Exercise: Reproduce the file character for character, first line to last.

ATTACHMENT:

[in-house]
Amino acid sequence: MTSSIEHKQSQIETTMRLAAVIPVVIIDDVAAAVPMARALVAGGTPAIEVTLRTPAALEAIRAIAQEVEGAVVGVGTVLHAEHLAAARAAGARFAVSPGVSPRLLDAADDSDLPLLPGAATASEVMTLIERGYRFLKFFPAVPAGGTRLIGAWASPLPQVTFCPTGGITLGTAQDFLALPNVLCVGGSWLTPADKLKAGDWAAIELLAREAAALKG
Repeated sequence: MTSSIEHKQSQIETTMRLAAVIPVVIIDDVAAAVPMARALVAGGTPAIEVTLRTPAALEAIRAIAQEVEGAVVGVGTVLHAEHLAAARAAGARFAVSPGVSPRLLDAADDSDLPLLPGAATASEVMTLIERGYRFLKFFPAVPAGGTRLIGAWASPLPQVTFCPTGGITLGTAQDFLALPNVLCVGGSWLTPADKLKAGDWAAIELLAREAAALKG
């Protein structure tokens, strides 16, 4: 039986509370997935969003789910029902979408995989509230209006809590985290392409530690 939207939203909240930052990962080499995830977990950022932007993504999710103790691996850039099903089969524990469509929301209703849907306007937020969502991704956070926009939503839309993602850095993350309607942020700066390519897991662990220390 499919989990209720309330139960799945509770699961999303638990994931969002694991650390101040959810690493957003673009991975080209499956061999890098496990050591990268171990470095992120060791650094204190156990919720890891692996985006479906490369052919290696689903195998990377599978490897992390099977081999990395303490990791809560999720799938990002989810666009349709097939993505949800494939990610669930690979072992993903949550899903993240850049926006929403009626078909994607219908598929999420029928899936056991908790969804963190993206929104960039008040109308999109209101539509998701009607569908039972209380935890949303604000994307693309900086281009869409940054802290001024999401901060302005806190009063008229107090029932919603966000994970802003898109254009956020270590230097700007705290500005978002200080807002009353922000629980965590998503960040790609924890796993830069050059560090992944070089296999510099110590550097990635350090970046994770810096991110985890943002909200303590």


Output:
[in-house]
Amino acid sequence: MTSSIEHKQSQIETTMRLAAVIPVVIIDDVAAAVPMARALVAGGTPAIEVTLRTPAALEAIRAIAQEVEGAVVGVGTVLHAEHLAAARAAGARFAVSPGVSPRLLDAADDSDLPLLPGAATASEVMTLIERGYRFLKFFPAVPAGGTRLIGAWASPLPQVTFCPTGGITLGTAQDFLALPNVLCVGGSWLTPADKLKAGDWAAIELLAREAAALKG
Repeated sequence: MTSSIEHKQSQIETTMRLAAVIPVVIIDDVAAAVPMARALVAGGTPAIEVTLRTPAALEAIRAIAQEVEGAVVGVGTVLHAEHLAAARAAGARFAVSPGVSPRLLDAADDSDLPLLPGAATASEVMTLIERGYRFLKFFPAVPAGGTRLIGAWASPLPQVTFCPTGGITLGTAQDFLALPNVLCVGGSWLTPADKLKAGDWAAIELLAREAAALKG
């Protein structure tokens, strides 16, 4: 039986509370997935969003789910029902979408995989509230209006809590985290392409530690 939207939203909240930052990962080499995830977990950022932007993504999710103790691996850039099903089969524990469509929301209703849907306007937020969502991704956070926009939503839309993602850095993350309607942020700066390519897991662990220390 499919989990209720309330139960799945509770699961999303638990994931969002694991650390101040959810690493957003673009991975080209499956061999890098496990050591990268171990470095992120060791650094204190156990919720890891692996985006479906490369052919290696689903195998990377599978490897992390099977081999990395303490990791809560999720799938990002989810666009349709097939993505949800494939990610669930690979072992993903949550899903993240850049926006929403009626078909994607219908598929999420029928899936056991908790969804963190993206929104960039008040109308999109209101539509998701009607569908039972209380935890949303604000994307693309900086281009869409940054802290001024999401901060302005806190009063008229107090029932919603966000994970802003898109254009956020270590230097700007705290500005978002200080807002009353922000629980965590998503960040790609924890796993830069050059560090992944070089296999510099110590550097990635350090970046994770810096991110985890943002909200303590």